Walk Like an Egyptian

Walk Like an Egyptian

Whenever you start traveling, you will most likely create lists of where you would like to visit. These lists will include exotic beaches, and far off places, maybe some difficult to acquire visas, but the lists most always include several staples: Machu Picchu, Great Wall of China, and of course The Great Pyramid of Giza. When you compile the lists from the Wonders of the World and UNESCO World Heritage Sites, a visit to Egypt is practically a requirement. The pyramids are over 4,000 years old. Just let that sink in. The Great Pyramid is the only remaining treasure from the Seven Wonders of the Ancient World, and it was the oldest of those.  In addition to the pyramids, Egypt has the sphinx, religious history, early forms of writing, engineering feats, etc. For me personally, having been born in Memphis, I wanted to go to the original Sister City in Egypt.

When I started making plans for this trip with Mit, we figured it would just be a quick weekend trip. As we dug into the details we realized we needed an extra day. Granted if we had another day, we could have added in Luxor or Alexandria. I found an excellent tour guide on Egypt Trip Tours who worked with me to fit everything we could into our time frame. 

Getting in

Now,  I have been to a lot of airports in a lot of different places around the world, but the Cairo airport takes the cake for being one of the absolute worst. It ranks low on almost all potential elements: Cleanliness, logistics, ease, visa process, customs, things to do, clear signage, etc. You would think that they don’t want tourists to come into their city.  Except when you do some research, you come to learn that tourism is one of their biggest economic sectors. It is a good thing that we arranged for airport pickup.

Once we walked in, we had a guide waiting for us with my name on a card. I had already exchanged money for local currency when I saw him. Apparently, this was a mistake. You cannot use local currency to buy a visa. Luckily the guide quickly fixed this mistake. It was also lucky, because my friend Sam apparently had the same name as someone they were looking for. He had been shuttled to a different line entirely before we figured out what was happening. Our guide took care of that situation.

Once through the maze of incoherent directions, we made it outside. Our driver was nowhere to be found. So we waited… Finally he appeared. Living in Saudi Arabia, I am used to terrible traffic and bad drivers. Egypt was surprisingly just as terrible. People trying to go all directions in one lane. Motor bikes weaving in and out. It was something I am glad I did not drive myself in.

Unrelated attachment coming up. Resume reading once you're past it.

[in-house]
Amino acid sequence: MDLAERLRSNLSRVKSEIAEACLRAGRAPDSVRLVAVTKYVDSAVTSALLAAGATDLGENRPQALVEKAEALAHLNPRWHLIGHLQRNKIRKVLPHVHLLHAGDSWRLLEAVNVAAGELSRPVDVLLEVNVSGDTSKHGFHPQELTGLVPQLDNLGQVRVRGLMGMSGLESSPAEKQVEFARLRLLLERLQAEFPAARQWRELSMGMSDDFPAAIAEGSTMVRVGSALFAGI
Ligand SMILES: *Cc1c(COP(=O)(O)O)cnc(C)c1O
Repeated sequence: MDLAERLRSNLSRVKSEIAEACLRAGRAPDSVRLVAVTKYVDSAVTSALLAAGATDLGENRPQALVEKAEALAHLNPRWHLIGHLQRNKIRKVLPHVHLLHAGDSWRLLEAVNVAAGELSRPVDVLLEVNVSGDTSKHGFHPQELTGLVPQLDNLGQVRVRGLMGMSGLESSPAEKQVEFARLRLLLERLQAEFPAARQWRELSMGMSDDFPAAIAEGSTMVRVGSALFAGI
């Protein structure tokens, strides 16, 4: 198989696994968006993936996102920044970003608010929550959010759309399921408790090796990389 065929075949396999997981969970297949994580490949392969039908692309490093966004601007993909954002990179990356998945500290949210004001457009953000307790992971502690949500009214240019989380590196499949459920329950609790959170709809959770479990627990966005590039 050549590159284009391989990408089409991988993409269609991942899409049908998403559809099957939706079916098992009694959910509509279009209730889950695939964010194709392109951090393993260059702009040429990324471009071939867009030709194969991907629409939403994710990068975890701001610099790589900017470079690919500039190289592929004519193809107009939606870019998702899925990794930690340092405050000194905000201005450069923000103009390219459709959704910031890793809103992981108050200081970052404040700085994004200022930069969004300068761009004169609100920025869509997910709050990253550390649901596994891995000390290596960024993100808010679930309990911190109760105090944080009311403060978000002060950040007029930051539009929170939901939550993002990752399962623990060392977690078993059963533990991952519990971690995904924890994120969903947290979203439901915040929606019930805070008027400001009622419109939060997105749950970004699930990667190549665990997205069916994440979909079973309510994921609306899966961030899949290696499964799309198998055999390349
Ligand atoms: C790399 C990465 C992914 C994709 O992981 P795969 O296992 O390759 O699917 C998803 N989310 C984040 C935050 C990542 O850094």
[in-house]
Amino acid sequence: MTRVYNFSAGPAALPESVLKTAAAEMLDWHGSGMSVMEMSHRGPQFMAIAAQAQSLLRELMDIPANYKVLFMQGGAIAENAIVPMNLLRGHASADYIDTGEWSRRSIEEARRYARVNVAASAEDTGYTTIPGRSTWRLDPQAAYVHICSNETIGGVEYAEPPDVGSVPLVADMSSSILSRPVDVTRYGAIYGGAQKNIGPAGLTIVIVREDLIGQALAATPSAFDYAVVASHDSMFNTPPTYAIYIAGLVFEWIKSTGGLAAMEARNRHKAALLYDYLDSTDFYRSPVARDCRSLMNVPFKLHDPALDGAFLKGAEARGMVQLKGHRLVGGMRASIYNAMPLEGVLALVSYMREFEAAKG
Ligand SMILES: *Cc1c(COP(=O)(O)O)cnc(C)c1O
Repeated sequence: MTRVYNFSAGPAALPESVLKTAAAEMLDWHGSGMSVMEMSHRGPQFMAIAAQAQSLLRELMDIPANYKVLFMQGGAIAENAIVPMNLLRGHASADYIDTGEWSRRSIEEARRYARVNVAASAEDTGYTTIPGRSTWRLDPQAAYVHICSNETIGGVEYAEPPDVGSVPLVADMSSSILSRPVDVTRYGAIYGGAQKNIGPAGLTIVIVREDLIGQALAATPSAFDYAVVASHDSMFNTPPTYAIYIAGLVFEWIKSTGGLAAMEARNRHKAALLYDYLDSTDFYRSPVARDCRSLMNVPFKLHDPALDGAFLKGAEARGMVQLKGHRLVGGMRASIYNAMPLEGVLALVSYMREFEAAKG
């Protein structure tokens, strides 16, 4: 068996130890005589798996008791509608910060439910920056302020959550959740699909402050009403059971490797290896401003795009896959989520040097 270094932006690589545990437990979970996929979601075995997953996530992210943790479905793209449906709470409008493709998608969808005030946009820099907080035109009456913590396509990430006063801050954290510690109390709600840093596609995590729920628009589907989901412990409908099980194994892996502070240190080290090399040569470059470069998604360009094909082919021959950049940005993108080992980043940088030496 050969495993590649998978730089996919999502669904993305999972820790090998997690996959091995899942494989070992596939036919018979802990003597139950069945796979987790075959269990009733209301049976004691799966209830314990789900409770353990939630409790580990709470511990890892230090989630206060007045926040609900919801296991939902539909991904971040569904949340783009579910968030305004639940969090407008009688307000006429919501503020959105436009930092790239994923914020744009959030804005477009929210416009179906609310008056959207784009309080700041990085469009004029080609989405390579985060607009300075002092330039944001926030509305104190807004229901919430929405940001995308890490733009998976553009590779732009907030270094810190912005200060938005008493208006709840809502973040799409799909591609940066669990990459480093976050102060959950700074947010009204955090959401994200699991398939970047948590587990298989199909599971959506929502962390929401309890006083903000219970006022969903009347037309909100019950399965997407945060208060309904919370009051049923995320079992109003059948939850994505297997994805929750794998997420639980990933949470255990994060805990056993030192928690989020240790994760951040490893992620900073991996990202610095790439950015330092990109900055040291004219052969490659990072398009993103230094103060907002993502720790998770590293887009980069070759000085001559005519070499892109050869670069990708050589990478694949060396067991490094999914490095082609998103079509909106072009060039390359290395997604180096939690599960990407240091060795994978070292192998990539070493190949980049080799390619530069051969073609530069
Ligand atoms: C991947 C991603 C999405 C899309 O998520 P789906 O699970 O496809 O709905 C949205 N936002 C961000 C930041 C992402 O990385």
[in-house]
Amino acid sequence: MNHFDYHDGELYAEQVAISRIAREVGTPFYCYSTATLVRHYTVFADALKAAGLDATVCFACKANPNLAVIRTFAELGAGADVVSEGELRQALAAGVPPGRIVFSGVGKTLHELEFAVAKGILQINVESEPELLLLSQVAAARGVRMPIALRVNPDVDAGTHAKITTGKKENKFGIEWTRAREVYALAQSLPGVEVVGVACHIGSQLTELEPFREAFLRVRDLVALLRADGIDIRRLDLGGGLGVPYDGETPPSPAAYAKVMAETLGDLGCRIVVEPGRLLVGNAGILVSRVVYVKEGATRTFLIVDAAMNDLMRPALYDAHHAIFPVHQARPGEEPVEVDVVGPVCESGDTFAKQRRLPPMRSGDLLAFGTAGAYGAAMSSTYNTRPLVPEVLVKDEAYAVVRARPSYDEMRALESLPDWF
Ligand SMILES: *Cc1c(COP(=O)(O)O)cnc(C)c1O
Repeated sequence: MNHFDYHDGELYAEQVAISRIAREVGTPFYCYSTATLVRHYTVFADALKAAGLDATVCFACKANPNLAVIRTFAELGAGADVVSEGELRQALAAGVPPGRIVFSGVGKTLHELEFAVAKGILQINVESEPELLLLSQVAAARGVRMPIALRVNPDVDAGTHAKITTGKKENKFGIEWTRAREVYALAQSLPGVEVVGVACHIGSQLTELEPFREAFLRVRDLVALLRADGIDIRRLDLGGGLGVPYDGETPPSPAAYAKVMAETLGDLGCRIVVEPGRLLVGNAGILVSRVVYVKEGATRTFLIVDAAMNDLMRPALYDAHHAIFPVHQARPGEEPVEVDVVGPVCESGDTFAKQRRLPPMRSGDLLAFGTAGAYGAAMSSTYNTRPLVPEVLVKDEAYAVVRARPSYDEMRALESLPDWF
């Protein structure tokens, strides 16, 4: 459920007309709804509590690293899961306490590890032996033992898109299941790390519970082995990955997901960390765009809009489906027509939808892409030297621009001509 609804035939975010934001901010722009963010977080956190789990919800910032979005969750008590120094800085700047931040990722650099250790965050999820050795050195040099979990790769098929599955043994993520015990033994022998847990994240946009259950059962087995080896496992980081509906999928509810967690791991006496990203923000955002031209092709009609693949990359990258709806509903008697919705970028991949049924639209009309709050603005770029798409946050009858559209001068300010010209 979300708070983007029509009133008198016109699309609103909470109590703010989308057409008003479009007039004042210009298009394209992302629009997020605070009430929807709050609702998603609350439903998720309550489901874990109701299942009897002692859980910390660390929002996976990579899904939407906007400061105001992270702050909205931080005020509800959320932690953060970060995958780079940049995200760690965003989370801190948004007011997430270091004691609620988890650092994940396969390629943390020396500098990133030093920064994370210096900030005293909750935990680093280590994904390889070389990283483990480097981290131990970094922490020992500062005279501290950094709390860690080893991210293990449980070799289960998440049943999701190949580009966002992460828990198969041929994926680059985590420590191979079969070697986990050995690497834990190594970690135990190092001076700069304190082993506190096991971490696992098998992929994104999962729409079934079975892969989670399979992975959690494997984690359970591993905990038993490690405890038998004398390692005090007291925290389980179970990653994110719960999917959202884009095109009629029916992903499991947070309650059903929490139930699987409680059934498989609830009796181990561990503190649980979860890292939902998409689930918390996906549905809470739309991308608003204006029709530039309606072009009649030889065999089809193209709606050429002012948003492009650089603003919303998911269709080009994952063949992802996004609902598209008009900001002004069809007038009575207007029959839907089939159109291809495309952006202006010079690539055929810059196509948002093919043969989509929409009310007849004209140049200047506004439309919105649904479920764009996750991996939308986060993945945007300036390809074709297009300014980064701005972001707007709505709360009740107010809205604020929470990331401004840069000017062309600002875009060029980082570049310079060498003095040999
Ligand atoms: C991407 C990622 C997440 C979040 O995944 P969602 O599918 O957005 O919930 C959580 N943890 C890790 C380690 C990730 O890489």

The Hotel

We finally made it to the Nile Ritz Carlton. It used to be the Hilton, and it was the oldest hotel in Cairo. Walking in, we were treated with that amazingly familiar Ritz charm. I have said it before, and I will keep saying it, the Ritz Carlton is just how a hotel is supposed to be.

Pretty view of the Ritz. The building used to be a Hilton. That makes sense

My room was upgraded to a Nile River view, which gave me the chance to see the mighty river. It was beautiful. We didn’t have anywhere to be for a while so I went down to explore the hotel. The lobby was adorned with beautiful flower arrangements. From there, I decided I should try some of the local beers before our Nile Cruise. That is when I met Veronia. She had the most honest smile I had seen in a while. As I tasted some of Egypt’s local beers, she talked to me about living in Egypt and growing up there. It was so pleasant.

Sam finally made his way down, and we met with Mahmoud, our tour guide.

Nile River Cruise

While there we aspects of this that I liked, if I cut one thing out and replaced with another, it would be the Nile Cruise. I thought the crowd would be more like our age, but no, it was all children and elderly folks. The room had blacked in windows, and the buffet was mediocre at best. It was cool that the boat was called Le Memphis. And it was nice to go upstairs and see the city from the river. But if you visit Egypt, skip the river cruise. I heard of some cruises that take you all the way down to Abu Simbel. And those are supposedly amazing.

Hanging out with the belly dancer

I will say the belly dancing was cool to experience. And it was fun that she brought me up on stage. The Egyptian Tanoura dancers were great too. I just feel like the whole thing could have been better.


The next day was going to be a long day, so we hit the rack early. We woke up and had breakfast in the hotel, and then we were picked up. If you plan to visit the pyramids, do it on Friday. The traffic is basically nil. This allowed us to add even more onto our packed day.

First place we headed was Sakkara to see the ancient step pyramid. From there we could also see the Bent pyramid of Dahshur. These original pyramids helped pave the way for engineers and architects of the ancient world to create the Great Pyramid.

Sam and I outlining the Step Pyramid